Header Art - Land Acquisition and Planning

DNR's Land Conservation

Data and Monitoring

The Importance of Data:

DNR’s land acquisition, land planning and land management functions are all dependent on maintaining accurate, detailed and current information about properties that DNR owns or is working to conserve. DNR collects an enormous range of data for use in various programs. Data that is collected and analyzed for decision making purposes by natural resource professionals includes: onsite ecological  and environmental features, habitat identification and delineation, water resources, tributary strengths and weaknesses, endangered species, soils and strata, wildlife populations, tree cover, and many others attributes. 

Management and maintenance of land parcel data is critical to the work of the Land Acquisition and Planning Unit staff.  As data resources and management improve, so can the decisions for wise use and conservation of our natural resources made by staff and administrators. Access to up-to-date parcel data also helps facilitate the Governor’s goal of making State government more transparent.

Recently DNR’s Information Technology Services team developed a modern database product for Program Open Space Stateside land conservation that allows staff to enter parcel information from anywhere via a Web interface. The data is digitally updated on the main servers in the DNR Headquarters building in Annapolis and is readily shared for joint reviews by other agencies.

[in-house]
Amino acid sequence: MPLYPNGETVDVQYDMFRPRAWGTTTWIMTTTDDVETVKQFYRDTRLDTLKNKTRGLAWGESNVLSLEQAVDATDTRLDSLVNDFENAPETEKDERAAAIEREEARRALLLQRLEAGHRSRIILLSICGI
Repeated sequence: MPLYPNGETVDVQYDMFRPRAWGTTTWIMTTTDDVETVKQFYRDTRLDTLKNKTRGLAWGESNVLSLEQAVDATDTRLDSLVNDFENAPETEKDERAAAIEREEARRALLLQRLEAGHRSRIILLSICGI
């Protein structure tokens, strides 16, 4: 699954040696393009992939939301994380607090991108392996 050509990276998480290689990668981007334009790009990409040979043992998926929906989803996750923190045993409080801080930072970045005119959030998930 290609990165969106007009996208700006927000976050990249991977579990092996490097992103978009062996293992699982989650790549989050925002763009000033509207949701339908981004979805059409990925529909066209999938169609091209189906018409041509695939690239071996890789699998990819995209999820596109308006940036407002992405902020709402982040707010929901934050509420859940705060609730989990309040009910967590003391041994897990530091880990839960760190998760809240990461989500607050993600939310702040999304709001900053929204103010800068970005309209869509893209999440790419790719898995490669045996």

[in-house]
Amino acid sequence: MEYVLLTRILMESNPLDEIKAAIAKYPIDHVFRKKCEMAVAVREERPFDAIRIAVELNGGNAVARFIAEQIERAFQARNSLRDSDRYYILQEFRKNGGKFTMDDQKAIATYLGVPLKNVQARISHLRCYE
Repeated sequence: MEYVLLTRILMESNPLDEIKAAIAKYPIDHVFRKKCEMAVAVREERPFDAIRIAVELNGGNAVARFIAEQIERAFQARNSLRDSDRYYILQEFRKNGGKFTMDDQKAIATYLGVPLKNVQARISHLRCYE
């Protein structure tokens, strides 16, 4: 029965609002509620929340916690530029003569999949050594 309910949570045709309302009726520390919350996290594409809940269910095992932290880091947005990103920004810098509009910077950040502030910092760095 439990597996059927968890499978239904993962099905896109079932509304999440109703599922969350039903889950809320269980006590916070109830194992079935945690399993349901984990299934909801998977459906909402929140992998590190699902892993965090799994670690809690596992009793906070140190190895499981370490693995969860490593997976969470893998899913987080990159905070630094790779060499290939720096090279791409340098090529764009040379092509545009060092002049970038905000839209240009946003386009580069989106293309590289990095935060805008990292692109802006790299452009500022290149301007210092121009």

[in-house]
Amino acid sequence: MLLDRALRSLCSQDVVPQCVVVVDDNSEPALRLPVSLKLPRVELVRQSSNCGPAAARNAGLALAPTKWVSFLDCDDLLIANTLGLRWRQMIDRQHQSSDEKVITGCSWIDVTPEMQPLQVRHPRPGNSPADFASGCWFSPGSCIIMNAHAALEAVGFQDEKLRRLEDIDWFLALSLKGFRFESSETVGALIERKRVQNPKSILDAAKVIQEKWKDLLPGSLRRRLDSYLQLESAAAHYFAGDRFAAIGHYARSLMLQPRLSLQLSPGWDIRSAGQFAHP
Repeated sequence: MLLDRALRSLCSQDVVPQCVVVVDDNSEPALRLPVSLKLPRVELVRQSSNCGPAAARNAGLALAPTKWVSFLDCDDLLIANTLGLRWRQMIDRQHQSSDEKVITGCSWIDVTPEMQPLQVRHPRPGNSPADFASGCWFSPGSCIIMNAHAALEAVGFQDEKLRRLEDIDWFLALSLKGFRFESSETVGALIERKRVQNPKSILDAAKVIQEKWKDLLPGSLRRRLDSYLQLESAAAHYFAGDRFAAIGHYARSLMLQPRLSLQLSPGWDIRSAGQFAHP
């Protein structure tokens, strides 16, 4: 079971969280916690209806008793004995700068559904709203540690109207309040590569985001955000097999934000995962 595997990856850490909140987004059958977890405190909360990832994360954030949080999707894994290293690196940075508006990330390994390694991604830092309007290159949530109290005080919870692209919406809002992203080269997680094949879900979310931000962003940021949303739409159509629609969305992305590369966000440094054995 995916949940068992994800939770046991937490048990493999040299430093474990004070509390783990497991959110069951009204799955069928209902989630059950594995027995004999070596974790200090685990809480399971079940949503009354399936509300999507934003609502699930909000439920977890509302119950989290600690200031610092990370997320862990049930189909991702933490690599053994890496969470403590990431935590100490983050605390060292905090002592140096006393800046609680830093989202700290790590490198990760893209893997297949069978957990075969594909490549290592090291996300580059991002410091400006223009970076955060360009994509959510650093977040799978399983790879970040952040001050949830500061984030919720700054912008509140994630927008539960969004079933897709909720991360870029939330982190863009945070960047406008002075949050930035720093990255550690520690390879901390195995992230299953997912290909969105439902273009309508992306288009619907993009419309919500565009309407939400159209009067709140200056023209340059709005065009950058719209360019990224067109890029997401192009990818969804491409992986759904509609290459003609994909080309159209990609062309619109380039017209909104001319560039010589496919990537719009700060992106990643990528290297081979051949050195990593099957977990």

Stewardship and Monitoring:

The State of Maryland has made significant investments toward the preservation of Maryland’s best remaining landscapes, natural and critical areas throughout the State.  It is the responsibility of the DNR to protect the State’s fiduciary investment in land conservation for the citizens of Maryland.

When the State holds full title to the land, as in a State Park or Forest, land managers within DNR protect its use and monitor it for encroachment. In cases where DNR doesn’t own all the rights to a particular parcel of land, but has paid to protect certain aspects of a site by purchasing a portion of the rights, encroachment and change of use is less likely to be discovered. Therefore, periodic monitoring of conserved properties is critical

Conservation Easements are tracked and monitored on a regular basis so that the intended conservation purposes are continued over time and through subsequent land owners.  Easement terms and conditions are reviewed for compliance and to ensure that best conservation practices are being upheld.   Easement Monitoring is a high priority of the DNR.  LAP personnel have been charged with additional duties to assure the conservation efforts that have been done stay done and that our valuable natural resources, rural and open space remain protected and preserved for future generations.

Interestingly, DNR is in the process of developing a computer map-based Easement Monitoring system that will enable land managers to visually pre-screen from the office any of the over 500,000 acres of land that DNR owns or that has easements. This office-based review will allow managers to quickly and efficiently examine land using computerized aerial maps and other pertinent data. Managers and field staff can then prioritize actual field visits based on most urgent need. This system when complete will be used by other agencies as well.